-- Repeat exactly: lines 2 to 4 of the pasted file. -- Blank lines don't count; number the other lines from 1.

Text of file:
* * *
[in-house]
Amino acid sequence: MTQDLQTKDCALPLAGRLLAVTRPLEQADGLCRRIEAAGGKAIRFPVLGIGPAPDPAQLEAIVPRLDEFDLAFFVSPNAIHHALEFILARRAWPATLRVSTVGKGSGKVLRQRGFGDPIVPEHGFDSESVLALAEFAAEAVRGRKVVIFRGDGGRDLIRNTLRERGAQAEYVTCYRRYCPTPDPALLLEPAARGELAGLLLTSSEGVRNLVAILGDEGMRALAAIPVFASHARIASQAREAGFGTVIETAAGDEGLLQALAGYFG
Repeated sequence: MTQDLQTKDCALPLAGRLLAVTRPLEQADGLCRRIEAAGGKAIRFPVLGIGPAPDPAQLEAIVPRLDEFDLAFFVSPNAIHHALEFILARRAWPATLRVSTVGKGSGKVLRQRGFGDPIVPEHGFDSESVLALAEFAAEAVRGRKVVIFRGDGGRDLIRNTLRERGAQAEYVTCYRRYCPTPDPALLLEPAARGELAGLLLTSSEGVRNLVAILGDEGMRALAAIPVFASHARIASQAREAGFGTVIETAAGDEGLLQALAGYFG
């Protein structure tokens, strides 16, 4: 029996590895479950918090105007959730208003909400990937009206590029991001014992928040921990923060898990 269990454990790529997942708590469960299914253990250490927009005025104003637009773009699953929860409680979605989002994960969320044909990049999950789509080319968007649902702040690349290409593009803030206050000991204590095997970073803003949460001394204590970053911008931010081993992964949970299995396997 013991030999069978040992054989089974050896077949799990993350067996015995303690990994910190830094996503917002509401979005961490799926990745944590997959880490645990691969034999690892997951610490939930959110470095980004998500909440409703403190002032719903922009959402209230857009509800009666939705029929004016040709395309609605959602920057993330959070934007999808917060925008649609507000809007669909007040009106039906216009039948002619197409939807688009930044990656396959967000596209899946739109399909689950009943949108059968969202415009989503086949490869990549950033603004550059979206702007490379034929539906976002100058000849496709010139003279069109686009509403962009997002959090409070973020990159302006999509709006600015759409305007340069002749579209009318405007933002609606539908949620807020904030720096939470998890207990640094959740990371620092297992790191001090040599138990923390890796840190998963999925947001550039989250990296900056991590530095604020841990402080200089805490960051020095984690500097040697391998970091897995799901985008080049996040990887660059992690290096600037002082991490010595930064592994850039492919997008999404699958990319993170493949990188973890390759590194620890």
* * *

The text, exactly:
Amino acid sequence: MTQDLQTKDCALPLAGRLLAVTRPLEQADGLCRRIEAAGGKAIRFPVLGIGPAPDPAQLEAIVPRLDEFDLAFFVSPNAIHHALEFILARRAWPATLRVSTVGKGSGKVLRQRGFGDPIVPEHGFDSESVLALAEFAAEAVRGRKVVIFRGDGGRDLIRNTLRERGAQAEYVTCYRRYCPTPDPALLLEPAARGELAGLLLTSSEGVRNLVAILGDEGMRALAAIPVFASHARIASQAREAGFGTVIETAAGDEGLLQALAGYFG
Repeated sequence: MTQDLQTKDCALPLAGRLLAVTRPLEQADGLCRRIEAAGGKAIRFPVLGIGPAPDPAQLEAIVPRLDEFDLAFFVSPNAIHHALEFILARRAWPATLRVSTVGKGSGKVLRQRGFGDPIVPEHGFDSESVLALAEFAAEAVRGRKVVIFRGDGGRDLIRNTLRERGAQAEYVTCYRRYCPTPDPALLLEPAARGELAGLLLTSSEGVRNLVAILGDEGMRALAAIPVFASHARIASQAREAGFGTVIETAAGDEGLLQALAGYFG
């Protein structure tokens, strides 16, 4: 029996590895479950918090105007959730208003909400990937009206590029991001014992928040921990923060898990 269990454990790529997942708590469960299914253990250490927009005025104003637009773009699953929860409680979605989002994960969320044909990049999950789509080319968007649902702040690349290409593009803030206050000991204590095997970073803003949460001394204590970053911008931010081993992964949970299995396997 013991030999069978040992054989089974050896077949799990993350067996015995303690990994910190830094996503917002509401979005961490799926990745944590997959880490645990691969034999690892997951610490939930959110470095980004998500909440409703403190002032719903922009959402209230857009509800009666939705029929004016040709395309609605959602920057993330959070934007999808917060925008649609507000809007669909007040009106039906216009039948002619197409939807688009930044990656396959967000596209899946739109399909689950009943949108059968969202415009989503086949490869990549950033603004550059979206702007490379034929539906976002100058000849496709010139003279069109686009509403962009997002959090409070973020990159302006999509709006600015759409305007340069002749579209009318405007933002609606539908949620807020904030720096939470998890207990640094959740990371620092297992790191001090040599138990923390890796840190998963999925947001550039989250990296900056991590530095604020841990402080200089805490960051020095984690500097040697391998970091897995799901985008080049996040990887660059992690290096600037002082991490010595930064592994850039492919997008999404699958990319993170493949990188973890390759590194620890």